Note: if you feel bloated, constipated or gassy after trying out prebiotic foods then they might not be for you, which is totally okay. 


Focus on chewing your food 20-30 times each mouthful – chewing your food properly is a mindful eating practice and it becomes a habit over time. After chewing properly, you will likely experience less bloating, burping and stomach pain (if you have these symptoms). 

Increase fiber – if your bowels are slow moving then you need to make sure you are getting at least 35-45 grams of fiber each day. Optimal transit time should be 12-24 hours for proper absorption of your food. This means that if you eat at 7 pm, you should ideally have a bowel movement the following morning.  

Also, make sure you are getting enough magnesium (lotion) or via supplement.

Increase digestive enzymes – one of the easiest, yet most beneficial digestion helpers. You’ll break down food better and up-level the entire digestion process and your gut health. Do not take them longer than needed; some research suggests the body can become dependent on them. 

People with low stomach acid typically experience frequent heartburn, acid reflux, burping, bloating, gas, and even nausea after eating. If you suspect you may have low stomach acid, the first step is to consult a medical doctor to be formally assessed for low acid.

If you have seen a doctor and tests positive for stomach acid deficiency, or if you frequently experience the symptoms above, the following set of suggestions may help to stimulate acid production in the stomach. They are ranked in order of good, better and best. 

3 ways to restore digestive enzymes


•    Start each morning out with a glass of warm water and fresh lemon or lime. Squeeze a tablespoon of lemon juice into the water.

•    Add 1 tablespoon of raw apple cider vinegar to an 8-ounce glass of warm water and drink it about 15-30 minutes before meals. You can also drink this after meals if you experience heartburn.


Take bitter herbs or “digestive bitters” which have been used in traditional cultures for thousands of years to improve digestion. Look for digestive bitters that have some or all of the following ingredients commonly used in herbology:

•    Dandelion

•    Fennel

•    Ginger

•    Beetroot

•    Goldenseal Root

•    Milk thistle

•    Peppermint 

•    Wormwood 

•    Yellow dock 

Take a dose of bitters (according to the label or directions from an herbalist) before each meal to help get your digestive juices flowing! 


Supplement with Betaine HCL. This supplement should be taken once daily, and should always be taken with a meal that contains at least 15-20 grams of protein (about 4-6 ounces of meat).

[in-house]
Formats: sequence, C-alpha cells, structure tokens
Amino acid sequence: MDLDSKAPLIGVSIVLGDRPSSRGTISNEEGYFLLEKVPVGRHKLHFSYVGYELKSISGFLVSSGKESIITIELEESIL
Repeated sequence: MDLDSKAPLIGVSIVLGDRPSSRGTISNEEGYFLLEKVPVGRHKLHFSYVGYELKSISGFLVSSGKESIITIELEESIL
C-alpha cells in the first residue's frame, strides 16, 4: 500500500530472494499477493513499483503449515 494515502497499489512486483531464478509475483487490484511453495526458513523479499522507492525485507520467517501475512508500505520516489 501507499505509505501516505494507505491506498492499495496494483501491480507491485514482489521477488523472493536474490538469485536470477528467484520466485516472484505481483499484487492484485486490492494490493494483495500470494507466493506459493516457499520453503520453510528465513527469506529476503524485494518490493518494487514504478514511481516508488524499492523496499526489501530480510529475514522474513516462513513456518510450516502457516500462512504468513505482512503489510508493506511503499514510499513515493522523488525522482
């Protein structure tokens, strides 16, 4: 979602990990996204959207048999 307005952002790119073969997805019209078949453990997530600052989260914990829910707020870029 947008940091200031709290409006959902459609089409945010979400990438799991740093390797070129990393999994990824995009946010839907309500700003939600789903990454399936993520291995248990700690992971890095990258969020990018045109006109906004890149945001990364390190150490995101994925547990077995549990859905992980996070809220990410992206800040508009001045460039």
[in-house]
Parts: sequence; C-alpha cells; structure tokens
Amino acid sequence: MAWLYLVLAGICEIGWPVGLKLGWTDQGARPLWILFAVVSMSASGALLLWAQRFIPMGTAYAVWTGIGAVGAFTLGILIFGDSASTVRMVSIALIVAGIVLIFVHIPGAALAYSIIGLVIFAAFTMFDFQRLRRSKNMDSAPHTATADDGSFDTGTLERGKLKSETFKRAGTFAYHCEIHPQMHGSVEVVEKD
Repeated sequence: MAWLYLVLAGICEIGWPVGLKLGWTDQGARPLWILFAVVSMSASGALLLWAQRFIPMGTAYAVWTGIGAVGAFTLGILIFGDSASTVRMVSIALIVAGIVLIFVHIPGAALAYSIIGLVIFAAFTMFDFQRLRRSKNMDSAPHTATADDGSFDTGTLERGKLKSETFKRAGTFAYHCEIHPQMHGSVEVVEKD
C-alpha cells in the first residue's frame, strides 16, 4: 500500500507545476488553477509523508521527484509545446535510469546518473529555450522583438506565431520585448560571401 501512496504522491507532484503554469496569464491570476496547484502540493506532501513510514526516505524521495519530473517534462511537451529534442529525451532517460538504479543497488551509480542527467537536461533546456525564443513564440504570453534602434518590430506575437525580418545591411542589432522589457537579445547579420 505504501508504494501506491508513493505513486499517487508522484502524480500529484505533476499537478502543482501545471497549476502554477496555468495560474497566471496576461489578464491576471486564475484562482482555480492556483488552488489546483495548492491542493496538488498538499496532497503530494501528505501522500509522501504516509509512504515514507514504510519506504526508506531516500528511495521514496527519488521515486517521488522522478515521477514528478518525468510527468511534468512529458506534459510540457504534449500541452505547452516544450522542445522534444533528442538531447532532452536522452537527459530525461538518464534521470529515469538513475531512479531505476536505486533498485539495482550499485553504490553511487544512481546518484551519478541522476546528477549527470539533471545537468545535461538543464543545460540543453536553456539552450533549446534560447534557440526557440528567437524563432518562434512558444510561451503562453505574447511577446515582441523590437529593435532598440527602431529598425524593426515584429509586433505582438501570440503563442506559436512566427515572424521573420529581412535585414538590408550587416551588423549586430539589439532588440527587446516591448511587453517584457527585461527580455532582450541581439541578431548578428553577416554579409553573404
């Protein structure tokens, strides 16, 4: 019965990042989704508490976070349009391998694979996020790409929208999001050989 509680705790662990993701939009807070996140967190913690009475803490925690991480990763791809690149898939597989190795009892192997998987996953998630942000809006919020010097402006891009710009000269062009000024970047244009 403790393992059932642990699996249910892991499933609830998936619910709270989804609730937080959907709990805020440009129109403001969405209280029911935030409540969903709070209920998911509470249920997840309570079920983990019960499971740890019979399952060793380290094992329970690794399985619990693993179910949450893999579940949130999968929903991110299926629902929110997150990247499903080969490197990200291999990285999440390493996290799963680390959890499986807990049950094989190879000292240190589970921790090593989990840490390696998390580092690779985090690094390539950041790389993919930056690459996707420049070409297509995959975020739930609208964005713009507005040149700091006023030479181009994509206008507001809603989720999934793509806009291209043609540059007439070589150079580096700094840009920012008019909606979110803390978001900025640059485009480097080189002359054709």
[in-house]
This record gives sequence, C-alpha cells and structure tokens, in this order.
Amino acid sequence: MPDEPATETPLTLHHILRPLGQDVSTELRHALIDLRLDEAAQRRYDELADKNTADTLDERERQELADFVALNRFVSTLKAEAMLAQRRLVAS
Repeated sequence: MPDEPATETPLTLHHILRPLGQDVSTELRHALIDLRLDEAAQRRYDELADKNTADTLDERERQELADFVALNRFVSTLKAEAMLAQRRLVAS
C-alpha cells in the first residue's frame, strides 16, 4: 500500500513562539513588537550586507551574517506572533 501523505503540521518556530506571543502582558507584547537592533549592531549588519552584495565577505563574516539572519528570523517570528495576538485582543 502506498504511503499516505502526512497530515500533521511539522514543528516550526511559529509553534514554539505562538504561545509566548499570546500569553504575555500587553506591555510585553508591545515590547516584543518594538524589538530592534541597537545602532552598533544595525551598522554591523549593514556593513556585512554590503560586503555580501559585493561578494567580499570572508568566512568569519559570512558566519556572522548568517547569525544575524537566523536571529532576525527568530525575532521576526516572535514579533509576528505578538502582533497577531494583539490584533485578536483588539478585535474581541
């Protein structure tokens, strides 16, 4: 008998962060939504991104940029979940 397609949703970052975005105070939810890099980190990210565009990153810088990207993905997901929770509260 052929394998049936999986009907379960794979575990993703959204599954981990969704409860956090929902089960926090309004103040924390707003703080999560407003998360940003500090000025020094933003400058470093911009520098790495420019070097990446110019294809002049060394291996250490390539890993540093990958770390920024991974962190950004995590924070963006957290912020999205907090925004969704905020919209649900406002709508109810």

HCL should never be taken with a meal that doesn’t have animal protein, so if you eat a plant-based diet, you will want to avoid Betaine HCL supplementation and stick with the other options. 

You can find Betaine HCL at fullscript dispensary

IMPORTANT: People, who take any anti-inflammatory medicines, should not take Betaine HCL. Examples are corticosteroids, aspirin, ibuprofen (Motrin, Advil) or other NSAIDs. These drugs can damage the GI lining and supplementing with HCL could aggravate it, increasing the risks of bleeding or ulcer. 

PLEASE NOTE: anyone who has any kind of stomach ulcer should not take Betaine HCL.

Functional medicine is a type of health care that takes a holistic approach, and it is an excellent choice for people struggling with digestive disorders. While you may have concluded there is no way to know what's causing your condition and that causes don't matter, this is not true. It is very possible to identify the triggers behind flare-ups, to understand exactly what is going on in your body related to your digestive health, and to minimize and even eliminate the occurrence of very stubborn symptoms.

The final key to achieving results lies in knowledge gleaned through testing. In-depth testing enables a functional practitioner to be able to identify causes. Once you are thoroughly and properly evaluated, it is possible to design a customized therapeutic support plan that is safe and effective. There's no need to take a 'wait and see' approach with this type of plan. Results are measurable. You feel better as your health condition improves.

Working with a functional medicine practitioner is likely to be a unique experience if you've been receiving standard medical care for a digestive disorder. You aren't helpless in a holistic context; there is much you can and need to do to take charge of your own health. The practitioner functions more like a partner who gives you the tools, information and understanding you need to manage your condition.

Functional medicine modalities have helped patients with IBS, Ulcerative colitis and Crohn's regain their quality of life through the 4 Rs of Gut healing that I explained above. Therapeutic support addresses not only the obvious distressing symptoms involved in digestive disorders but ones you may not have realized were related at all. Joint pain, fatigue, skin conditions, sleep disturbances and depression may all result from problems related to the digestive system.

If you're committed to feeling better and wish to take an active role in your health, consult with my team at WellnessWits. It's likely you can achieve much better results with a collaborative care approach than you have with other health care options alone.